I used to call these posts Journal Blitzes, but there’s nothing very Blitzy about them. Just two journals this time: an Overland from a year ago and a Heat just one issue back.
Evelyn Araluen and Jonathan Dunk (editors), Overland243 (Winter 2021) (Much of the content is online at overland.org.au, and I’ve included links)
This issue of Overland opens with a suite of excellent articles:
Coming through ceremony, a brief insider’s history by Kim Kruger of the Melbourne-based Aboriginal theatre company Ilbijerri, which celebrated its 30th anniversary last year
A teleology of folding, and of dying by Dženana Vucic. Don’t be put off by the high-philosophic title. This is a lucid personal account of the complexities of being a white Muslim – a child refugee from Bosnia – who is now atheist and hipster-presenting yet still identifies viscerally with Muslims worldwide who are facing something akin to the Nazi holocaust
The bridge and the fire by Robbo Bennetts, published before the terrible floods of 2021–2022, and perhaps written before the terrible fires of 2020–2021, reflects on the effects of two disasters he has been close to: the Westgate Bridge collapse in 1970 and the Black Saturday bushfires in Victoria in 2009
Torrey Peters Detransition, Baby, in which trans person Yves Rees reviews a novel that has a Sex and the City frothiness, but whose ‘window onto transfeminine interiority is nothing short of revolutionary’. Recommended reading for anyone struggling with their inner TERF.
In a welcome return to tradition, this issue includes the winner and two runners-up of a literary prize. The inaugural Kuracca Prize for Australian Literature, established by Overland in honour of the late Kerry Reed-Gilbert, is open to all Australian writers for fiction, poetry, essay, memoir, creative non-fiction, cartoon or graphic stories, and digital or audio storytelling. The winner this year is a short story, the runners up are a poem and a personal essay.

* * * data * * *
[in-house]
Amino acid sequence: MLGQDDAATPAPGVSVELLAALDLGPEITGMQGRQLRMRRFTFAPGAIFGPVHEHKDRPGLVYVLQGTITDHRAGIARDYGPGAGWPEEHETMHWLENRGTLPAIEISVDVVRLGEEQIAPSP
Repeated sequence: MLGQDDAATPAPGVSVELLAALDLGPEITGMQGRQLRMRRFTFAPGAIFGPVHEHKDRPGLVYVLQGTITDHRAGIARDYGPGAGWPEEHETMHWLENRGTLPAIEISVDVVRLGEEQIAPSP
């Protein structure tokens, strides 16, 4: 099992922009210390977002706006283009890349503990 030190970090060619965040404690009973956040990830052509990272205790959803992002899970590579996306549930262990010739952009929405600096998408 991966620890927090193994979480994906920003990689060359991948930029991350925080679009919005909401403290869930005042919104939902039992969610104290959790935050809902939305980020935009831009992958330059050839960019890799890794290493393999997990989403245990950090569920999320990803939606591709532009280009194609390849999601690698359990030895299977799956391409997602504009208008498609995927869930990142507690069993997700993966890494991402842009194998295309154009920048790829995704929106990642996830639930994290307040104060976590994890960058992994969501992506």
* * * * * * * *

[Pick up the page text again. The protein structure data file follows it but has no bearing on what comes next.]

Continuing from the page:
There’s a generous eight-page poetry section, and three short fictions, of which the stand-outs are ‘Tight lines’ by Allee Richards, a tale of the collateral pain when the main character’s relationship with a child is brought to an end by the ending of a relationship with the child’s father; and see you later by Zowie Douglas-Kinghorn, a vivid evocation of work on a dairy farm, which most satisfactorily brings up to date the genre of workplace short stories.
Heat is back from hiatus. Series 2 Nº 24 was published in 2011 (my blog post here) with no promise of a return. Now here is Series 3, slimmer, with a new look and a new editor, promising to appear every two months and – in my opinion – well worth the annual subscription price of $120 (slightly more for individual copies). My sense is that the new, intimate format is better suited than the previous, book-sized issues to the limited attention spans of our image-dominated era – there’s also a deft use of images.
This issue, introducing a minimalist design by Jenny Grigg, kicks off with a one-page linocut by Ben Juers, which works mainly as a reminder that Heat has in the past included substantial sections of visual art. The main body is made up of:
‘Only one refused’ by Mireille Juchau, a Heat veteran. The essay tracks down the story of a family member who survived the Nazi camps, and makes dramatic use of illustrations, including a double page spread of the ‘Hollerith card’ that recorded her relative’s physical features, and a photograph of ghostlike women recuperating in the Mauthausen infirmary soon after liberation (This article is on the Heat web site, at this link)
‘Special Stuff’, a grim short story by Josephine Rowe, featuring a woman, man and baby doing a futuristic equivalent of ‘duck and cover’, seconds before a nuclear explosion
Five poems by Sarah Holland-Batt, all dealing with the death of parents. I’m especially glad to have read these so soon after hearing SH-B read at the Sydney Writers’ Festival (my blog post at this link). If these poems, especially ‘Pikes Peak’, are any indication, her latest book, The Jaguar (University of Queensland Press 2022), is definitely something I want to read
‘Brief Lives’ by Brian Castro, a kind of Decameron for readers with short attention spans, blended with a lament about ageing, with raging bushfires as a backdrop
‘Death Takes Me’, fiction by Hispanic USer Cristina Rivera Garza, translated by Sarah Booker and Robin Myers, an esoteric variation on a police procedural that opens with a quote from Renate Saleci to the effect that castration is a prerequisite for sexual relations, and does nothing to allay the scepticism the quote provokes.
Number 2 is waiting on my shelf, and I’m looking forward to reading it.